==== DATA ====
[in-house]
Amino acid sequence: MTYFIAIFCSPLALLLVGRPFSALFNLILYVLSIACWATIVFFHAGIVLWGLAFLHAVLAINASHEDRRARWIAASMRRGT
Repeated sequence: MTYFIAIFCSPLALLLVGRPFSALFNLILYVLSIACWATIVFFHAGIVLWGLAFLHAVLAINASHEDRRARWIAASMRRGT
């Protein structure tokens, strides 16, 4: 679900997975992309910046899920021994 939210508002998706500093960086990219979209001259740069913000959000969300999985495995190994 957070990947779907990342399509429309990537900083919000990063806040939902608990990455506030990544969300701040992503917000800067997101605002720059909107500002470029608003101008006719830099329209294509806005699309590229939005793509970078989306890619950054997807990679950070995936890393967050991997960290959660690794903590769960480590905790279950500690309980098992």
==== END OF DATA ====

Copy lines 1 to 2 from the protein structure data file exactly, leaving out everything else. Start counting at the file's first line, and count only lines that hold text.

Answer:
[in-house]
Amino acid sequence: MTYFIAIFCSPLALLLVGRPFSALFNLILYVLSIACWATIVFFHAGIVLWGLAFLHAVLAINASHEDRRARWIAASMRRGT